It's not simply a matter of who you look up to, but how and why you look up to them. 

A couple of years ago, I had to watch a friend go through an extremely rough patch in his life. It affected me very deeply because of how close we were, and there were moments where I did take it personally. At first, I blamed myself for what he was going through. 

I looked up to him very much, especially when we were first getting to know each other. And now that I look back on it, I realize that most of the pain and anger that I had against him wasn't due to what he was doing to me. It was because he would no longer be this person of example, this person that I held so much in high regard. In my eyes, he was perfect; but that image of perfection would vanish in the midst of what was happening at the time.

Not long ago, I wrote about people that inspired me throughout 2011. I have never discussed this before, but there were times where I was slightly intimidated by being around them. It wasn't related to anything they did, but I had this notion that they were all put together, while I was the complete opposite. I can recall several times where I would have breakfast with a friend and in the back of my mind think, how do you do it? I struggled very much with not telling specific people about what exactly was going on in my life; A part of me wondered if they would genuinely understand, because neither of us had ever talked about that kind of stuff.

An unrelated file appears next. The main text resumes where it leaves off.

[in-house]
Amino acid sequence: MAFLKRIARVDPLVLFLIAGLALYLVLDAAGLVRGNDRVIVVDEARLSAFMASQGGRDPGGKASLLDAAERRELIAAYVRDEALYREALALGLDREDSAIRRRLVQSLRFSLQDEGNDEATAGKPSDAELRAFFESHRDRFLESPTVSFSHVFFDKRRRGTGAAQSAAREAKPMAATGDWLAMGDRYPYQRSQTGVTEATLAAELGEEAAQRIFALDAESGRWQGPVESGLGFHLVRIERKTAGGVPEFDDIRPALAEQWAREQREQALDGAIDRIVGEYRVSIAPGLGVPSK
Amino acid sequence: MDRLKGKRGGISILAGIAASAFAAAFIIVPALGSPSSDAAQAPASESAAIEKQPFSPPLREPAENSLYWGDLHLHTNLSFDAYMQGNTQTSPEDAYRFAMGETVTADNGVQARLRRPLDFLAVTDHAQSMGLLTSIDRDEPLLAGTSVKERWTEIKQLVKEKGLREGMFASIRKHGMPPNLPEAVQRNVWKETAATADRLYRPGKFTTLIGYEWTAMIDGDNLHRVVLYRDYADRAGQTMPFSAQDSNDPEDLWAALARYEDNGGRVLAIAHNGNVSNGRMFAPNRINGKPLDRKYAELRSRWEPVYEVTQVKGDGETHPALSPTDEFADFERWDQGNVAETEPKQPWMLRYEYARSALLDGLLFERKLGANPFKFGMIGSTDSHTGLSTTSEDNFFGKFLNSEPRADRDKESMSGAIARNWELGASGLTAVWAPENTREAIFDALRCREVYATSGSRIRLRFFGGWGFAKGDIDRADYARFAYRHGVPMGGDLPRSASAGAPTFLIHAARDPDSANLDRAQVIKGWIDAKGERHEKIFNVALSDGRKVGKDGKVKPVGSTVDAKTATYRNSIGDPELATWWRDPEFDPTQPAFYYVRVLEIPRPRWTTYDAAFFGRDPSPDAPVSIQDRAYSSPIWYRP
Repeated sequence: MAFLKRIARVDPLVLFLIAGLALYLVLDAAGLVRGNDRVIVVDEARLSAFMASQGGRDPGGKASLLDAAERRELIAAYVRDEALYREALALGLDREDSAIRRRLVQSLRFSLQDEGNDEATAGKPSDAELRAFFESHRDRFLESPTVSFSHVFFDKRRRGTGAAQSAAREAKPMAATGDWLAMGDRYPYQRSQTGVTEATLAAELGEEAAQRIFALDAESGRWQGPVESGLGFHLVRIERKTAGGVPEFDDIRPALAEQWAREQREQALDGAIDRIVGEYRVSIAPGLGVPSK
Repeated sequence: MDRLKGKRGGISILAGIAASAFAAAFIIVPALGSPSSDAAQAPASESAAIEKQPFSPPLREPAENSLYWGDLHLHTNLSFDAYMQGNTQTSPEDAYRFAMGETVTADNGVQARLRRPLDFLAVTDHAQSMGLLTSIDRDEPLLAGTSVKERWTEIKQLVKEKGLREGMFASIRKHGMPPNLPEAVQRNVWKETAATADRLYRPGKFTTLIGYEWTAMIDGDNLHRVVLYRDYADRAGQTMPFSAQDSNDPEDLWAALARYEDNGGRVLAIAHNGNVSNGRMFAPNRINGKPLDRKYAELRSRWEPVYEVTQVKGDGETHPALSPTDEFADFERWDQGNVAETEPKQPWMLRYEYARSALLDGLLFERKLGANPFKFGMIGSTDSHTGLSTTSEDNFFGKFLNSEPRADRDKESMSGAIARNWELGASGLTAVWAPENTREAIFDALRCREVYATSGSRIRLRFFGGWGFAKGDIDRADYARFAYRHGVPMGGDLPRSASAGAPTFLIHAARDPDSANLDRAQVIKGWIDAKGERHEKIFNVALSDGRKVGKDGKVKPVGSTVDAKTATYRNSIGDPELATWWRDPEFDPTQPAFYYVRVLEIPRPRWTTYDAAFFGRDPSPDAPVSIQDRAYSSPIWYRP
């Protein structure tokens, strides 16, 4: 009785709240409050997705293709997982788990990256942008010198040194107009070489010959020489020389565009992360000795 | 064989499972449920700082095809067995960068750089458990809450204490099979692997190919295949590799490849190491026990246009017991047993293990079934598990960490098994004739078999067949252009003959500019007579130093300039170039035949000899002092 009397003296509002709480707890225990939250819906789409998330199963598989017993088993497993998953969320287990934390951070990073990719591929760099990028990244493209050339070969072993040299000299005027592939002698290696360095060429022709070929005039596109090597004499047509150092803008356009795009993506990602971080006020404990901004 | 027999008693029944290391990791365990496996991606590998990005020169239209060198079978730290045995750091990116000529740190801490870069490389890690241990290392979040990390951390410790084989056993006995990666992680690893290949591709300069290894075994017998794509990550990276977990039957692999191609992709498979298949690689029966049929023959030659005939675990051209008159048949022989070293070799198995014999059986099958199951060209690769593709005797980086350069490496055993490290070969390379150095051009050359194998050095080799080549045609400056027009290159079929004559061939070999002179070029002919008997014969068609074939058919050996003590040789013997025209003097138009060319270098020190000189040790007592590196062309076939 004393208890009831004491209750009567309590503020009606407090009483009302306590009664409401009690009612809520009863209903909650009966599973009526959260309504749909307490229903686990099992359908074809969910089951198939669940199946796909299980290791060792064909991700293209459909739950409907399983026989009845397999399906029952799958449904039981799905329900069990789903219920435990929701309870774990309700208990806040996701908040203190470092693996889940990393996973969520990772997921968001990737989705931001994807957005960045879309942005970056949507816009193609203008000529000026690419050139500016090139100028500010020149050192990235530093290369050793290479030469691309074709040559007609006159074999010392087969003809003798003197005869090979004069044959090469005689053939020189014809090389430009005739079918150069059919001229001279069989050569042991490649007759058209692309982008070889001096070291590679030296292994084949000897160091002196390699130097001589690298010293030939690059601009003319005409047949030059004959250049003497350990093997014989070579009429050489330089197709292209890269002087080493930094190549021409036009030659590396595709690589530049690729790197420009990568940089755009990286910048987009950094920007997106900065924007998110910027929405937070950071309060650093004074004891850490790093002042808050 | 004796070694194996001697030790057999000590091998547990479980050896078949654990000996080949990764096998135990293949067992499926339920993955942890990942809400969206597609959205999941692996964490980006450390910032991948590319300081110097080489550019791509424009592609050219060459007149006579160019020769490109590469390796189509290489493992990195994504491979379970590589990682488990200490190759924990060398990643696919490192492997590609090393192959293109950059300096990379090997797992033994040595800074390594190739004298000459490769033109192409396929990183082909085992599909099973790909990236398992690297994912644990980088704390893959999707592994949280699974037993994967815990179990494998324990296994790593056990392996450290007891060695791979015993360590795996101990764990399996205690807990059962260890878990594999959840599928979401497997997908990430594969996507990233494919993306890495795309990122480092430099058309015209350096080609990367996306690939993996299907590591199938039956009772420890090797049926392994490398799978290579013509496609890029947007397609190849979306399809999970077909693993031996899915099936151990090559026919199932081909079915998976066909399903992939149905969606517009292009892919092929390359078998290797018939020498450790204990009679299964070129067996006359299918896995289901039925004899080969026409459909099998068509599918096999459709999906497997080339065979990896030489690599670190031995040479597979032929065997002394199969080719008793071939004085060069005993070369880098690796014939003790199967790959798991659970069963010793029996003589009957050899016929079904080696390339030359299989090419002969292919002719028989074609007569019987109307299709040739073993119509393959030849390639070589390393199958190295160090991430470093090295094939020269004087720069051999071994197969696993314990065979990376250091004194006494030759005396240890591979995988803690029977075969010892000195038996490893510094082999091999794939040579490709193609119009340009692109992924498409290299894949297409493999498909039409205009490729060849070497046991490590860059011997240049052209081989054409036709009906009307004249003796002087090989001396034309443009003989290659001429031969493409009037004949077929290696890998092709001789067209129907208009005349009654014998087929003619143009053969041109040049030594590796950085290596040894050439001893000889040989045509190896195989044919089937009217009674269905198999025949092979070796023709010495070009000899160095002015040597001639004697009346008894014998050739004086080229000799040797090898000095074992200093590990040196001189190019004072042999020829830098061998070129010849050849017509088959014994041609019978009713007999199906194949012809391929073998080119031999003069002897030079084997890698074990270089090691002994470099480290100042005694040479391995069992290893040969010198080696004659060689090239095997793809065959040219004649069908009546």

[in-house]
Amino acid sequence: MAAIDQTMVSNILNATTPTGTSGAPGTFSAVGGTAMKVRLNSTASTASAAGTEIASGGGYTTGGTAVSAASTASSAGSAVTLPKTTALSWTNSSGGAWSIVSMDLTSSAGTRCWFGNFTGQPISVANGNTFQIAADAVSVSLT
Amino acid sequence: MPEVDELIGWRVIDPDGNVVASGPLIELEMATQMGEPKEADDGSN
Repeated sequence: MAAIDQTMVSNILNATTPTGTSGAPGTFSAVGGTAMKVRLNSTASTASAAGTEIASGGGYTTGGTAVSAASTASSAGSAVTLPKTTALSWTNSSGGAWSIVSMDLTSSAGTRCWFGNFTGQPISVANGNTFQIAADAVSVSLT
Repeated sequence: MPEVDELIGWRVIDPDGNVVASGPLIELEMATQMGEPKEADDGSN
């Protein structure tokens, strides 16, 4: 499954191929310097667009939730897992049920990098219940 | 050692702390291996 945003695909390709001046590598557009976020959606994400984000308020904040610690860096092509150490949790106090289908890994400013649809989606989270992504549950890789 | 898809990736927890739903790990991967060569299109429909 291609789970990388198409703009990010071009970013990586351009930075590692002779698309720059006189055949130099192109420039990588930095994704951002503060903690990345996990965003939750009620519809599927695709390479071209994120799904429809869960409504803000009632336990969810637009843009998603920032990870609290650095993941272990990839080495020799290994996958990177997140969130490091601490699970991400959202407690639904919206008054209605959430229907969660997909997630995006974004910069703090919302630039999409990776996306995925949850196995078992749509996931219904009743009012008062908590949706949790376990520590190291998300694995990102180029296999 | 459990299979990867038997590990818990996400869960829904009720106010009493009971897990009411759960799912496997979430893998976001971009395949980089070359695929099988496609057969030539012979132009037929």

It has taken me awhile to fully realize that while some may appear to have it all figured out, or have a lot going for them, deep down they're still ordinary people. They have fears, needs, struggles, and pain just like the rest of us. And while that does not excuse those who know damn well that they're doing something stupid, yet do it anyway, or those who preach one thing but live another...no one will ever be completely and utterly perfect.